In-office Rx dispensing fills care gap

February 25, 2019

Although prescribers who provide in-office dispensing must satisfy applicable state and other requirements, a recent ruling against Allergan's attempt to shut down Prescriber's Choice appears to pave the way for expansion of these services, according to Wm. Philip Werschler, M.D.

Although prescribers who provide in-office dispensing must satisfy applicable state and other requirements, a recent ruling against Allergan's attempt to shut down Prescriber's Choice appears to pave the way for expansion of these services, according to Wm. Philip Werschler, M.D.

Since the onset of healthcare reform, in-office dispensing of prescription medications has exploded, says Dr. Werschler, a Spokane, Wash.-based dermatologist in private practice and a clinical teaching professor at the University of Washington.

Currently, Dr. Werschler says, a sizeable number of the approximately 14,000 dermatologists practicing in the United States utilize Prescriber's Choice dispensing services, as he does. Such services grew out of the Federal Food, Drug and Cosmetic Act Section 503B, which was issued after the New England Compounding Center (NECC) tragedy. As a result of contaminated NECC compounding, more than 800 patients contracted meningitis infections starting in 2012, resulting in 76 deaths.

In revisiting compounding regulations, says Dr. Werschler, who presented on this topic at Fall 2018 Cosmetic Bootcamp, the new section of the law known as the Drug Quality and Security Act created new opportunities for physicians. Chief among the changes is the ability to order from an FDA-registered 503B outsourcing facility.  This new entity type is required to follow Current Good Manufacturing Practices (CGMP). "Ultimately," he says, "Congress and the FDA recognized the need for compounded medications but insisted that they be made in a quality environment."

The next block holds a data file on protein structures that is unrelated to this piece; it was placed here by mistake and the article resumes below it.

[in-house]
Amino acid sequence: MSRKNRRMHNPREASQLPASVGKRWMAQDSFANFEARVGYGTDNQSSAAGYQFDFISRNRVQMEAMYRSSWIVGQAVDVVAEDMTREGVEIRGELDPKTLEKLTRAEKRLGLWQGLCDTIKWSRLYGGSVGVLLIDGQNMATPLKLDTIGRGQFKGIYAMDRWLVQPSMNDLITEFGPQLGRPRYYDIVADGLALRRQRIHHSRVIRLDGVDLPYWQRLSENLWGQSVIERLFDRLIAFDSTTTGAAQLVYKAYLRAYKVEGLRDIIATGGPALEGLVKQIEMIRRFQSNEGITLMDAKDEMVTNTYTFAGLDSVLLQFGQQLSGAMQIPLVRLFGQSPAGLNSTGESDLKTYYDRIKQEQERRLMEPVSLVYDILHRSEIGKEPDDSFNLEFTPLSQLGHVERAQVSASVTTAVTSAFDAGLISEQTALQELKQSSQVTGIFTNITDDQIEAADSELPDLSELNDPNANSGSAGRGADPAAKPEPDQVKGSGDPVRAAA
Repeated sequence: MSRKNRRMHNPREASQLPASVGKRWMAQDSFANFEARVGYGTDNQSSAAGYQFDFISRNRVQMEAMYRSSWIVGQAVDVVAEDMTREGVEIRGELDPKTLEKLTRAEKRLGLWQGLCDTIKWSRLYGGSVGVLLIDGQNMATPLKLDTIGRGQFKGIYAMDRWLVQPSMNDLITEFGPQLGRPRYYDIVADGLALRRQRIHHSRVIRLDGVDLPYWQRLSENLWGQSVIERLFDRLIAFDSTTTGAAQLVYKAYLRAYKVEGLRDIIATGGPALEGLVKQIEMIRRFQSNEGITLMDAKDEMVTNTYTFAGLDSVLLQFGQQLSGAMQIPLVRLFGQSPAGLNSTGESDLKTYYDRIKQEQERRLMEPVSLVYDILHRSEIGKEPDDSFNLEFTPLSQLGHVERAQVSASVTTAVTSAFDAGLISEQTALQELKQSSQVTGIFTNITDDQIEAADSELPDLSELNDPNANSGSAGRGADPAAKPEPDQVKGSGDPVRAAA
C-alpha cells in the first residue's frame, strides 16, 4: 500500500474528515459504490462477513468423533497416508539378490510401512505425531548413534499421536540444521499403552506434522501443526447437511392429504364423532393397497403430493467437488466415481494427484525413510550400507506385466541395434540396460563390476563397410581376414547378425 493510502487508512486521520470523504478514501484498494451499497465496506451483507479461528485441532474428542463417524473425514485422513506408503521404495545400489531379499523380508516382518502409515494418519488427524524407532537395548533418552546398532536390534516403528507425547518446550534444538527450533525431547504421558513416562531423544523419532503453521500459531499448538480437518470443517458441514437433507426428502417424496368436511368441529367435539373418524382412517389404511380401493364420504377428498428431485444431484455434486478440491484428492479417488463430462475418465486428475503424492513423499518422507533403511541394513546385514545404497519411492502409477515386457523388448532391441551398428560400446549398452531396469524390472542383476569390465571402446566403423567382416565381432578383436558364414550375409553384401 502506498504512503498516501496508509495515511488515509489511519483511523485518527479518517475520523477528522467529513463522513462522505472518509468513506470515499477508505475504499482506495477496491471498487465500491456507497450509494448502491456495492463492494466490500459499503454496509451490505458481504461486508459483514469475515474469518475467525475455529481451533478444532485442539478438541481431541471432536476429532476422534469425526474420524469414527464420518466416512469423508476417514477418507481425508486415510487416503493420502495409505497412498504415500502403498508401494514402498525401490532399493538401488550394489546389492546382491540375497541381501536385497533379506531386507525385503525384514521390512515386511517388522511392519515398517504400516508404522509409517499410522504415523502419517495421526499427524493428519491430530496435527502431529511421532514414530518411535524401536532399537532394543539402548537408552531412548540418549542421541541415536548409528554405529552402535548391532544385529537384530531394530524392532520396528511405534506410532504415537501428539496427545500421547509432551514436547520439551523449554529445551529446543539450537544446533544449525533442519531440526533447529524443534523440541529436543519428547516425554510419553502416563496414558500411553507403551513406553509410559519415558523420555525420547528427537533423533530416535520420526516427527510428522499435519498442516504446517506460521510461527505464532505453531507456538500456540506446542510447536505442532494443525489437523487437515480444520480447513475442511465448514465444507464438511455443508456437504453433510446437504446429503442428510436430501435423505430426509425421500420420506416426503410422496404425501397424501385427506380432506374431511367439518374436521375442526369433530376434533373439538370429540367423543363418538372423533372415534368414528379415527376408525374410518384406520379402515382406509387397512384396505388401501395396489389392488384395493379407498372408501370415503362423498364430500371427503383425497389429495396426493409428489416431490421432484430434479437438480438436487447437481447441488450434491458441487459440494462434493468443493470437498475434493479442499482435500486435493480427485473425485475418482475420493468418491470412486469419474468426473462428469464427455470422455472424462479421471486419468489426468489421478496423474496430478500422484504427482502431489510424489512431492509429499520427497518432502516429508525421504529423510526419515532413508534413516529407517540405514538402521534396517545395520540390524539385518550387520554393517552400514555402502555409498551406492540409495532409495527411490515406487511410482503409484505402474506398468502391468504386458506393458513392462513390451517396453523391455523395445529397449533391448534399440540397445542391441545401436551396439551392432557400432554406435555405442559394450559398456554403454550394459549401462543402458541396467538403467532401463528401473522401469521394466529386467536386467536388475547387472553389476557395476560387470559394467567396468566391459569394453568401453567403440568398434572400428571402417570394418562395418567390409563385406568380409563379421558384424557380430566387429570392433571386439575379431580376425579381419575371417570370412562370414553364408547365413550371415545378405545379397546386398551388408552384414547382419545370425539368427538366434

The new law allows physicians to keep compounded inventory on hand, rather than having to write individualized prescriptions that each patient provides to a compounding pharmacy. "The FDA essentially allowed physician offices to maintain office stock." Although FDA guidance does not specify how much, he adds, dermatologists generally interpret this guidance as a 90-day supply. "That was a significant fundamental change in how a dermatology office operates."

In-Office Dispensing vs Pharma

The new legal landscape underlies both the explosion in physician dispensing, Dr. Werschler says, and the pharmaceutical industry's associated concerns. In 2017, Allergan sued Prescriber's Choice and its affiliated FDA-registered 503B outsourcing facility, Sincerus, both based in Pompano Beach, Fla., claiming that these companies were selling unapproved drugs under the guise of compounding.